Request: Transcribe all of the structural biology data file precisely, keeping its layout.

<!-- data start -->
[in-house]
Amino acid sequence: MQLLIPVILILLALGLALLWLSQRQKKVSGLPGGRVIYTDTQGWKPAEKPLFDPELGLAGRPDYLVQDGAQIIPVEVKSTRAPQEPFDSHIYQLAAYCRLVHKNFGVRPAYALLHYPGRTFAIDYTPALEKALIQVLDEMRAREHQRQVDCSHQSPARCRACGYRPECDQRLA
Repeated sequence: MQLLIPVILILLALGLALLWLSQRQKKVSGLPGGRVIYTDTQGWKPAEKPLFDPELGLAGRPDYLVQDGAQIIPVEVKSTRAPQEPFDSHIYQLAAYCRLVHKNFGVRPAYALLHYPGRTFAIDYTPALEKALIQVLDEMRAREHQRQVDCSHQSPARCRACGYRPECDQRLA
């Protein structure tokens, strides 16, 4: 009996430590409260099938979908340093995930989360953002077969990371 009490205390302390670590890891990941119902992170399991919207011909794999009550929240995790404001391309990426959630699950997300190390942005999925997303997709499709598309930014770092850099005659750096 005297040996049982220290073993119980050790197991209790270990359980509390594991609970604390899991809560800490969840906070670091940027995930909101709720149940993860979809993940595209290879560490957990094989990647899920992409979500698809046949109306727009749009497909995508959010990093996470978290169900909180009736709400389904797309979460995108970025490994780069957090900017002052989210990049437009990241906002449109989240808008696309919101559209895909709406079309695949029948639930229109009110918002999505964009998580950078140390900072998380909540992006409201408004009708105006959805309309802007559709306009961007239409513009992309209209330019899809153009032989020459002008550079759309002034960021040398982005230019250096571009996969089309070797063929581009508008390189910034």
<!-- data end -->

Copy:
[in-house]
Amino acid sequence: MQLLIPVILILLALGLALLWLSQRQKKVSGLPGGRVIYTDTQGWKPAEKPLFDPELGLAGRPDYLVQDGAQIIPVEVKSTRAPQEPFDSHIYQLAAYCRLVHKNFGVRPAYALLHYPGRTFAIDYTPALEKALIQVLDEMRAREHQRQVDCSHQSPARCRACGYRPECDQRLA
Repeated sequence: MQLLIPVILILLALGLALLWLSQRQKKVSGLPGGRVIYTDTQGWKPAEKPLFDPELGLAGRPDYLVQDGAQIIPVEVKSTRAPQEPFDSHIYQLAAYCRLVHKNFGVRPAYALLHYPGRTFAIDYTPALEKALIQVLDEMRAREHQRQVDCSHQSPARCRACGYRPECDQRLA
């Protein structure tokens, strides 16, 4: 009996430590409260099938979908340093995930989360953002077969990371 009490205390302390670590890891990941119902992170399991919207011909794999009550929240995790404001391309990426959630699950997300190390942005999925997303997709499709598309930014770092850099005659750096 005297040996049982220290073993119980050790197991209790270990359980509390594991609970604390899991809560800490969840906070670091940027995930909101709720149940993860979809993940595209290879560490957990094989990647899920992409979500698809046949109306727009749009497909995508959010990093996470978290169900909180009736709400389904797309979460995108970025490994780069957090900017002052989210990049437009990241906002449109989240808008696309919101559209895909709406079309695949029948639930229109009110918002999505964009998580950078140390900072998380909540992006409201408004009708105006959805309309802007559709306009961007239409513009992309209209330019899809153009032989020459002008550079759309002034960021040398982005230019250096571009996969089309070797063929581009508008390189910034």